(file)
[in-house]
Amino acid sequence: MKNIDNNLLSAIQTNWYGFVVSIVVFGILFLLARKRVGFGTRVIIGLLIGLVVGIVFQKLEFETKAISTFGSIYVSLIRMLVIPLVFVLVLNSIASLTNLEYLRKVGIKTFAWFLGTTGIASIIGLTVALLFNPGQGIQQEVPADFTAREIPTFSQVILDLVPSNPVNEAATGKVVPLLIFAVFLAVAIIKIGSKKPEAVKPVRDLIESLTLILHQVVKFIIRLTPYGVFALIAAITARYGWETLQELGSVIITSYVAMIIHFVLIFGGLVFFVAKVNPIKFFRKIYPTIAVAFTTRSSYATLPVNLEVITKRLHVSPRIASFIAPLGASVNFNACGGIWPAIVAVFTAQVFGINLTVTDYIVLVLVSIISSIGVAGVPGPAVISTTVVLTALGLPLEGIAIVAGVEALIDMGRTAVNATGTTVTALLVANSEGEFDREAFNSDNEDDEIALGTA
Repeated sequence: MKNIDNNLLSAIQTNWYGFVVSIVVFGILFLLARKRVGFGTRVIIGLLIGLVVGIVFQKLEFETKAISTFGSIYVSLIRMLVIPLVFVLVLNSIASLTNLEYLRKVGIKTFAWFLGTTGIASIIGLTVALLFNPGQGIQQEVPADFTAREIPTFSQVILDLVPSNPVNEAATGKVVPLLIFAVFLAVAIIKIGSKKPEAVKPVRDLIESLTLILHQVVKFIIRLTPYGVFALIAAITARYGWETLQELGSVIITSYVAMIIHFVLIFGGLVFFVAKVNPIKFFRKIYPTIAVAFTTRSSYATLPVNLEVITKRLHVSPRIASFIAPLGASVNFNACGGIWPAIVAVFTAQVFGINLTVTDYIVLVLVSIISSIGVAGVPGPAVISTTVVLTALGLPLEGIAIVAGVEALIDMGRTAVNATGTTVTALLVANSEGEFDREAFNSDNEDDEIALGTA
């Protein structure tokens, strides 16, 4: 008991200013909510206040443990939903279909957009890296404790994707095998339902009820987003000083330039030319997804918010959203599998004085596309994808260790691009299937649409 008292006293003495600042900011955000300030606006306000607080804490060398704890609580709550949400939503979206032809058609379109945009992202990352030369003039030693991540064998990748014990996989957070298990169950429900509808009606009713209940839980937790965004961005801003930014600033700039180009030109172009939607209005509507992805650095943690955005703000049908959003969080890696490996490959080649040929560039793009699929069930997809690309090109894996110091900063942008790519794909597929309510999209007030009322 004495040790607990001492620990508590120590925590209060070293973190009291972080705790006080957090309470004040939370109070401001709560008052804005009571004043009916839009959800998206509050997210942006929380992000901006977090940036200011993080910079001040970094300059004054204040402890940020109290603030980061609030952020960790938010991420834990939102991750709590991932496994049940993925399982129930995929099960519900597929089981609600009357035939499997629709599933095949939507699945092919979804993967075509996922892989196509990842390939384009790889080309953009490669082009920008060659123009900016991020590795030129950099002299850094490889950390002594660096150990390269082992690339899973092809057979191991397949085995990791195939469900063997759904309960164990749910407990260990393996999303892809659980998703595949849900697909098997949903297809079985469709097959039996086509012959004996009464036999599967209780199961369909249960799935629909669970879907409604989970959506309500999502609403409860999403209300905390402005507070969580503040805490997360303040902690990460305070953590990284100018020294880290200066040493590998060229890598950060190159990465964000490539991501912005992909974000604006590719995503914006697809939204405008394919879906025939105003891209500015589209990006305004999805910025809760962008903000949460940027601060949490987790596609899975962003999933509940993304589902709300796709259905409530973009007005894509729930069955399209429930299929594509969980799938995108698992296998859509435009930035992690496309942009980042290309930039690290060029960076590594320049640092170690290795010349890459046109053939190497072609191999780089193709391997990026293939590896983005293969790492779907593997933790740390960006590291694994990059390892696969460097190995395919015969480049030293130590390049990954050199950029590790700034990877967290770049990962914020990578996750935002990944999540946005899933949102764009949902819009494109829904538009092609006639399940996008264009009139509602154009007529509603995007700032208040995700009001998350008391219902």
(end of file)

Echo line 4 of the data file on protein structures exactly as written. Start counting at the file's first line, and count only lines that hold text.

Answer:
């Protein structure tokens, strides 16, 4: 008991200013909510206040443990939903279909957009890296404790994707095998339902009820987003000083330039030319997804918010959203599998004085596309994808260790691009299937649409 008292006293003495600042900011955000300030606006306000607080804490060398704890609580709550949400939503979206032809058609379109945009992202990352030369003039030693991540064998990748014990996989957070298990169950429900509808009606009713209940839980937790965004961005801003930014600033700039180009030109172009939607209005509507992805650095943690955005703000049908959003969080890696490996490959080649040929560039793009699929069930997809690309090109894996110091900063942008790519794909597929309510999209007030009322 004495040790607990001492620990508590120590925590209060070293973190009291972080705790006080957090309470004040939370109070401001709560008052804005009571004043009916839009959800998206509050997210942006929380992000901006977090940036200011993080910079001040970094300059004054204040402890940020109290603030980061609030952020960790938010991420834990939102991750709590991932496994049940993925399982129930995929099960519900597929089981609600009357035939499997629709599933095949939507699945092919979804993967075509996922892989196509990842390939384009790889080309953009490669082009920008060659123009900016991020590795030129950099002299850094490889950390002594660096150990390269082992690339899973092809057979191991397949085995990791195939469900063997759904309960164990749910407990260990393996999303892809659980998703595949849900697909098997949903297809079985469709097959039996086509012959004996009464036999599967209780199961369909249960799935629909669970879907409604989970959506309500999502609403409860999403209300905390402005507070969580503040805490997360303040902690990460305070953590990284100018020294880290200066040493590998060229890598950060190159990465964000490539991501912005992909974000604006590719995503914006697809939204405008394919879906025939105003891209500015589209990006305004999805910025809760962008903000949460940027601060949490987790596609899975962003999933509940993304589902709300796709259905409530973009007005894509729930069955399209429930299929594509969980799938995108698992296998859509435009930035992690496309942009980042290309930039690290060029960076590594320049640092170690290795010349890459046109053939190497072609191999780089193709391997990026293939590896983005293969790492779907593997933790740390960006590291694994990059390892696969460097190995395919015969480049030293130590390049990954050199950029590790700034990877967290770049990962914020990578996750935002990944999540946005899933949102764009949902819009494109829904538009092609006639399940996008264009009139509602154009007529509603995007700032208040995700009001998350008391219902």